The figures from the Office for National Statistics (ONS), based on swabs collected from randomly selected households, reveal that in the week ending 11 June an estimated one in 50 people in the community in England are thought to have had Covid – around 1.13 million people.

The figure is even higher, at one in 45, in both Wales and Northern Ireland, while it was highest in Scotland where, in the week ending 10 June, one in 30 people are thought to have been infected.

While the figures remain below the peak levels of infection seen earlier this year, when around one in 13 people in England had Covid, the findings are a rise on the previous week where one in 70 people in England were thought to be infected. Furthermore, the data reveals increases in all regions of England, except the north-east, and across all age groups.

Experts say that a key factor in the increase is probably the rise of the Covid variants of concern BA.4 and BA.5.

“Infections have increased across all four UK nations, driven by rising numbers of people infected with the BA.4 and BA.5 Omicron variants,” said Kara Steel, senior statistician for the Covid-19 Infection Survey.

While Steel said it remained too early to say if this was the start of another wave, others have warned it may already have begun, with increased mixing and travelling among other factors fuelling a rise in cases.

Among concerns scientists have raised are that BA.4, BA.5 and another variant on the rise, BA.2.12.1, replicate more efficiently in human lung cells than BA.2.

Prof Azra Ghani, an epidemiologist at Imperial College London, said the latest figures were not surprising, and might rise further.

“This increase in infection prevalence is likely due to the growth of the BA.4 and BA.5 Omicron subvariants, which as we have seen elsewhere in Europe, appear to be able to escape immunity generated from previous Omicron subvariants,” she said.

“It is therefore possible that we will continue to see some growth in infection prevalence in the coming weeks and consequently an increase in hospitalisations, although these subvariants do not currently appear to result in any significantly changed severity profile. This does however serve as a reminder that the Covid-19 pandemic is not over.”

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NHS to offer women in England drug that cuts recurrence of breast cancer | Breast cancer



Thousands of women in England with breast cancer are to benefit from a new pill on the NHS which reduces the risk of the disease coming back.

The National Institute for Health and Care Excellence (Nice) has given the green light to abemaciclib, which cuts the chance of breast cancer returning after a patient has had surgery to remove a tumour.

Trials showed that patients who had the drug with hormone therapy had a more than 30% improved chance of their cancer not coming back after surgery, compared with hormone therapy alone.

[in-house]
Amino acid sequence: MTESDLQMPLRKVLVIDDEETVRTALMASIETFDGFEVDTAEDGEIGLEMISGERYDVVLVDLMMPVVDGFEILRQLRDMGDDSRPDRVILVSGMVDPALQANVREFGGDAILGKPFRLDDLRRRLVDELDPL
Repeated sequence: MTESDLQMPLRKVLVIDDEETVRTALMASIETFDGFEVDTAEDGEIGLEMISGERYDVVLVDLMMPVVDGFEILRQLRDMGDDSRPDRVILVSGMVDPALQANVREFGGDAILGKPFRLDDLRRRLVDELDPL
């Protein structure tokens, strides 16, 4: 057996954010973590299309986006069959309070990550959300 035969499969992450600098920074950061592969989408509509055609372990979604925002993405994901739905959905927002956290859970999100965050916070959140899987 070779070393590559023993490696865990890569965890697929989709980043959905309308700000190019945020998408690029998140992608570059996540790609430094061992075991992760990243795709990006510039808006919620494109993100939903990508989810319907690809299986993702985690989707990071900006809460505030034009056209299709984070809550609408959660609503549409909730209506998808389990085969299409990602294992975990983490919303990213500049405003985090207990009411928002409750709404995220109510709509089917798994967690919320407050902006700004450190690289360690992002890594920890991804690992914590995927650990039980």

“It’s fantastic thousands of women with this type of primary breast cancer will now have an additional treatment option available on the NHS to help further reduce the risk of the disease coming back,” said Delyth Morgan, the chief executive of charity Breast Cancer Now.

“The fear of breast cancer returning or spreading to other parts of their body and becoming incurable can cause considerable anxiety for so many women and their loved ones.

“New effective treatments such as abemaciclib, which can offer more women the chance to further reduce the risk of the disease recurring, are therefore extremely welcome and this is an important step change in the drug options available for this group of patients.”

The twice-a-day pill is suitable for women with hormone receptor-positive, HER2-negative, node-positive early breast cancer at high risk of recurrence who have had surgery. About 4,000 women will benefit initially, Nice said.

Helen Knight, the interim director of medicines evaluation at Nice, said the draft recommendation came less than a month after abemaciclib received its licence.

“The fact that we have been able to produce draft recommendations so quickly is testament to the success of our ambition to support patient access to clinically and cost effective treatments as early as possible,” said Knight. “Until now there have been no targeted treatments for people with this type of breast cancer.

“Abemaciclib with hormone therapy represents a significant improvement in how it is treated because being able to have a targeted treatment earlier after surgery will increase the chance of curing the disease and reduce the likelihood of developing incurable advanced disease.”

Abemaciclib works by targeting and inhibiting proteins in cancer cells which allow the cancer to divide and grow. It normally costs £2,950 for a packet of 56 150mg-tablets, but the manufacturer, Eli Lilly, has agreed an undisclosed discounted price for NHS England.

“Thanks in part to this latest deal struck by NHS England, NHS patients will be able to access another new targeted drug for a common and aggressive form of breast cancer,” said Prof Peter Johnson, the cancer director of NHS England.

“Abemaciclib, when used alongside a hormone therapy, offers a new, doubly targeted, treatment option, helping to increase the chances of beating the cancer for good, as well as meeting the NHS’s commitment to delivering improved cancer care under our long-term plan.”